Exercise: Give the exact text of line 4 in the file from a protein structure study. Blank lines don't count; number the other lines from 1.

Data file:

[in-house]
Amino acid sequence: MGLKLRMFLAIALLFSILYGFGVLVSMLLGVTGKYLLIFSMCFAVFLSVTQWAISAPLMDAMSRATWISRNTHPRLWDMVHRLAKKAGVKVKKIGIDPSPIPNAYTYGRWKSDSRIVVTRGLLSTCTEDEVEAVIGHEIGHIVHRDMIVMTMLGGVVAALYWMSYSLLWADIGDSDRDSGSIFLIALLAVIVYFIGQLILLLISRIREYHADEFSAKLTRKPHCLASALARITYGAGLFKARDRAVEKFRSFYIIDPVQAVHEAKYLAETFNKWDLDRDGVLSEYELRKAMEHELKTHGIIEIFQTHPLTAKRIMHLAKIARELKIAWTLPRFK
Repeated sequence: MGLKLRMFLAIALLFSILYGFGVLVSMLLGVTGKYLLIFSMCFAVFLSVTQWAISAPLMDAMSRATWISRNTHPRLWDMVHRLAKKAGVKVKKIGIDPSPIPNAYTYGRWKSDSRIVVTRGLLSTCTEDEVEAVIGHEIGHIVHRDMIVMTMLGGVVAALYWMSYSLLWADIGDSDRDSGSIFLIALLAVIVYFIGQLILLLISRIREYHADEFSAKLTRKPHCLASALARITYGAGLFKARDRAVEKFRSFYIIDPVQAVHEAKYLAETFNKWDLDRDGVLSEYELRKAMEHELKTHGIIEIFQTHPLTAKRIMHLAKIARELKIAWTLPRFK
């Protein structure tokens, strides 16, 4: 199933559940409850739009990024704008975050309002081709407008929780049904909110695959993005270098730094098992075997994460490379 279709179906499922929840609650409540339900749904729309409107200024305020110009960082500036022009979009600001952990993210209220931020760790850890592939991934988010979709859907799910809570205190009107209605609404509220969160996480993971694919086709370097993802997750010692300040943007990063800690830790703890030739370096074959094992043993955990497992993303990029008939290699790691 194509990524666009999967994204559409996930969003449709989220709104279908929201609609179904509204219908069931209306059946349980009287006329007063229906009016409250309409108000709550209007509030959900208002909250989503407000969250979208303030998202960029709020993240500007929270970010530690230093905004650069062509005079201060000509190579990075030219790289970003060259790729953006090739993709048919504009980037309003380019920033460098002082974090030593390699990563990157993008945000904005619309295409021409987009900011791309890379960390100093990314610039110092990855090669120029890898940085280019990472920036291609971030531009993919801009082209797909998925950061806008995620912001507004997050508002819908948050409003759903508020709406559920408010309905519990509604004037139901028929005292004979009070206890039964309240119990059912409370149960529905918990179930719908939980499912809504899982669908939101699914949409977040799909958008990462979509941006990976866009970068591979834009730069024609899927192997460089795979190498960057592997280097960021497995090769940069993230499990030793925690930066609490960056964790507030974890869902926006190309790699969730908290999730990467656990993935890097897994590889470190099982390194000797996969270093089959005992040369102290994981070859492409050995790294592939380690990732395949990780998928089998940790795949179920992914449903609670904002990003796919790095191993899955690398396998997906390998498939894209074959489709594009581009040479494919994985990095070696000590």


């Protein structure tokens, strides 16, 4: 199933559940409850739009990024704008975050309002081709407008929780049904909110695959993005270098730094098992075997994460490379 279709179906499922929840609650409540339900749904729309409107200024305020110009960082500036022009979009600001952990993210209220931020760790850890592939991934988010979709859907799910809570205190009107209605609404509220969160996480993971694919086709370097993802997750010692300040943007990063800690830790703890030739370096074959094992043993955990497992993303990029008939290699790691 194509990524666009999967994204559409996930969003449709989220709104279908929201609609179904509204219908069931209306059946349980009287006329007063229906009016409250309409108000709550209007509030959900208002909250989503407000969250979208303030998202960029709020993240500007929270970010530690230093905004650069062509005079201060000509190579990075030219790289970003060259790729953006090739993709048919504009980037309003380019920033460098002082974090030593390699990563990157993008945000904005619309295409021409987009900011791309890379960390100093990314610039110092990855090669120029890898940085280019990472920036291609971030531009993919801009082209797909998925950061806008995620912001507004997050508002819908948050409003759903508020709406559920408010309905519990509604004037139901028929005292004979009070206890039964309240119990059912409370149960529905918990179930719908939980499912809504899982669908939101699914949409977040799909958008990462979509941006990976866009970068591979834009730069024609899927192997460089795979190498960057592997280097960021497995090769940069993230499990030793925690930066609490960056964790507030974890869902926006190309790699969730908290999730990467656990993935890097897994590889470190099982390194000797996969270093089959005992040369102290994981070859492409050995790294592939380690990732395949990780998928089998940790795949179920992914449903609670904002990003796919790095191993899955690398396998997906390998498939894209074959489709594009581009040479494919994985990095070696000590």